A growing body of clinical and scientific evidence points to a potentially significant role of urease in caries development and in oral ecology. In order to determine more definitively this role, we need to first understand some important clinical aspects of oral urease activity. This longitudinal panel study gave us the opportunity to observe the dynamic changes in urease activity in the dental plaque and in the saliva of children over a three-year period, and to associate those changes with some biological, behavioral and socio-demographic caries risk factors.
The trend of plaque urease activity levels was relatively stable in the study panel, however urease activity in saliva showed a trend to increase with time. Part of this trend could be related to loss of urease activity during storage of the samples. The estimated maximum loss of urease activity in saliva samples was up to 60% over 12 months, and in plaque samples up to 25% in 6 months. Samples from the more recent time points were stored for shorter time compared to the samples from the earlier time points, therefore suffered less loss of activity. However, the regression analysis showed a significant positive association between age and urease levels in saliva even when the models were adjusted for length of storage. The mean salivary urease levels in this study were lower than the levels reported in older children 4 to 12 years (18
), and in adults (16
). Although urease activity in these other studies was sometimes measured in plaque and saliva samples that had not been frozen, these observations together suggest that urease levels in saliva may increase with age. This increase could be associated with an increase in the numbers of ureolytic organisms in saliva, such as S. salivarius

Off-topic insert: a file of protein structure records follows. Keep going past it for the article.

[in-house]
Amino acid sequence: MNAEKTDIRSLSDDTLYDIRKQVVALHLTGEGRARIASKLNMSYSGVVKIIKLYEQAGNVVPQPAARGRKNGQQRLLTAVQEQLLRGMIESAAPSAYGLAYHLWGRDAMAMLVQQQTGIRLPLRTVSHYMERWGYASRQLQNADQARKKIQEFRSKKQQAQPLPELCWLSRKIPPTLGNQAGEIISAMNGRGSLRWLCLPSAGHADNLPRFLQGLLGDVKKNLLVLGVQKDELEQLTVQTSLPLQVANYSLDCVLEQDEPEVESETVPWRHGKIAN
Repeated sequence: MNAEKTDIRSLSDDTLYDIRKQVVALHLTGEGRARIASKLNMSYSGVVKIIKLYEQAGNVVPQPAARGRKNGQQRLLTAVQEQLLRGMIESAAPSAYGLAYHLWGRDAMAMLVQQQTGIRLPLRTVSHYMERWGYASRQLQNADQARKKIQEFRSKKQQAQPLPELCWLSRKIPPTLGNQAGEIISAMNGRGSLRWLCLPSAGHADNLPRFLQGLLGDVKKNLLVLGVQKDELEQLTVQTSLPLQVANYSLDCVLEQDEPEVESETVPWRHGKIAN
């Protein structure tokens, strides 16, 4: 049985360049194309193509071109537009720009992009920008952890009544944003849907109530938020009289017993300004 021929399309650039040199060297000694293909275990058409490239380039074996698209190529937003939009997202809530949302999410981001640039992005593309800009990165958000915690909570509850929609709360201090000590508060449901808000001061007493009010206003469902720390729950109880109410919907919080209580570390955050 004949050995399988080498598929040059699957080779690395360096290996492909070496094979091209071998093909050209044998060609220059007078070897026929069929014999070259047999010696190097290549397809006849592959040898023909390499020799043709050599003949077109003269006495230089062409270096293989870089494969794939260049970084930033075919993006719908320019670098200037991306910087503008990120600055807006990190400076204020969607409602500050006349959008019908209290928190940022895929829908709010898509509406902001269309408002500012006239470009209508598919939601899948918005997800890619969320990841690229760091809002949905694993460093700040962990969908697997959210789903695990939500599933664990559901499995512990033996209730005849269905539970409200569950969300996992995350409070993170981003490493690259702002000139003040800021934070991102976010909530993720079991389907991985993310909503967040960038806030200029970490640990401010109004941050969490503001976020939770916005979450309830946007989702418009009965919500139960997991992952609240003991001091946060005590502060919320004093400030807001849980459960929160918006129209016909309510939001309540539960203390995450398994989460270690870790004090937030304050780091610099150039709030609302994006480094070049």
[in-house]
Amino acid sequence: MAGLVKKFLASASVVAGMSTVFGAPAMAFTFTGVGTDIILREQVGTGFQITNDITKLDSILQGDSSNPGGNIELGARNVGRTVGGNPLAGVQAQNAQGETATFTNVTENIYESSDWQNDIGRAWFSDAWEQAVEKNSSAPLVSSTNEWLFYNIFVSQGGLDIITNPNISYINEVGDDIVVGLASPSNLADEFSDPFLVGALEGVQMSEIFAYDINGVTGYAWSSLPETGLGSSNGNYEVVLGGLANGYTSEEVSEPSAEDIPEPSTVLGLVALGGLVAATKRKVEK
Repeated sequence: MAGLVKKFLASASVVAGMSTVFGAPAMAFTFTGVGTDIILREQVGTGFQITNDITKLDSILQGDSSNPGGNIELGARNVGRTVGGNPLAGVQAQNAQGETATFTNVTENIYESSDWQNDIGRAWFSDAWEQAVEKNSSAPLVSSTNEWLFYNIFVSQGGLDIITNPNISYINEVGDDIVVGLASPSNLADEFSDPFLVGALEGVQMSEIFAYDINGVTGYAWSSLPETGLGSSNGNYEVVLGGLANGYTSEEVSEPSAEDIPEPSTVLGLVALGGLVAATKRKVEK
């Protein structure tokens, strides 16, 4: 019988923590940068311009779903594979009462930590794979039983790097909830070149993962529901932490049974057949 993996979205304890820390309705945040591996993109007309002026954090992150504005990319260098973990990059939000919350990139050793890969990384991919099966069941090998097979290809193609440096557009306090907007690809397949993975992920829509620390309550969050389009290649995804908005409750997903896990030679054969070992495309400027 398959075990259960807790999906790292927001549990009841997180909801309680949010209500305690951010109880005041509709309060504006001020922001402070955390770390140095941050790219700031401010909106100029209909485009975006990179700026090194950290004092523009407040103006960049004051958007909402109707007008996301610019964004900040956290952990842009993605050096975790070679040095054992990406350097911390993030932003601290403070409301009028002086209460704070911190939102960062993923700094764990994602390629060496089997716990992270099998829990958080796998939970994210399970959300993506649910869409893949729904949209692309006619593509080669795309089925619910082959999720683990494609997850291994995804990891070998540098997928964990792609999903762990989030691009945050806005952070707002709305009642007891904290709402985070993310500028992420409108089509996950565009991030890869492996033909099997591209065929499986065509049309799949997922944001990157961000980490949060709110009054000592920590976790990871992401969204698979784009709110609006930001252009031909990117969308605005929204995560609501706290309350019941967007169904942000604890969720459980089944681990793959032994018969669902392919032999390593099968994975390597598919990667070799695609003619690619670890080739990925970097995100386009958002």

, as well as with a general increase in the complexity of the oral flora.
The most important factor affecting urease activity in dental plaque was sugar consumption, as demonstrated by the regression analysis and also by the opposite trends of urease levels and sugar scores during the study period. The negative association between plaque urease levels and sugar consumption observed in this study may reflect lower proportions of ureolytic bacteria in the plaque of subjects who consume high sucrose diets. It has been proposed that frequent sugar consumption can lead not only to an increase in the proportions of cariogenic bacteria, but also to a concomitant decrease in the proportions of beneficial alkali-producing species, including the ureolytic organisms which are usually less aciduric (1
). This hypothesis is supported by the data presented here, and it is currently being more thoroughly evaluated using molecular techniques.
Urease levels in saliva were positively associated with the salivary levels of mutans streptococci, a somewhat unexpected observation based on what was discussed previously. A possible explanation for this finding is that the urease of S. salivarius
, which is the most significant ureolytic organism in saliva, has been shown to be repressed in neutral pH, and becomes de-repressed in acidic environments (27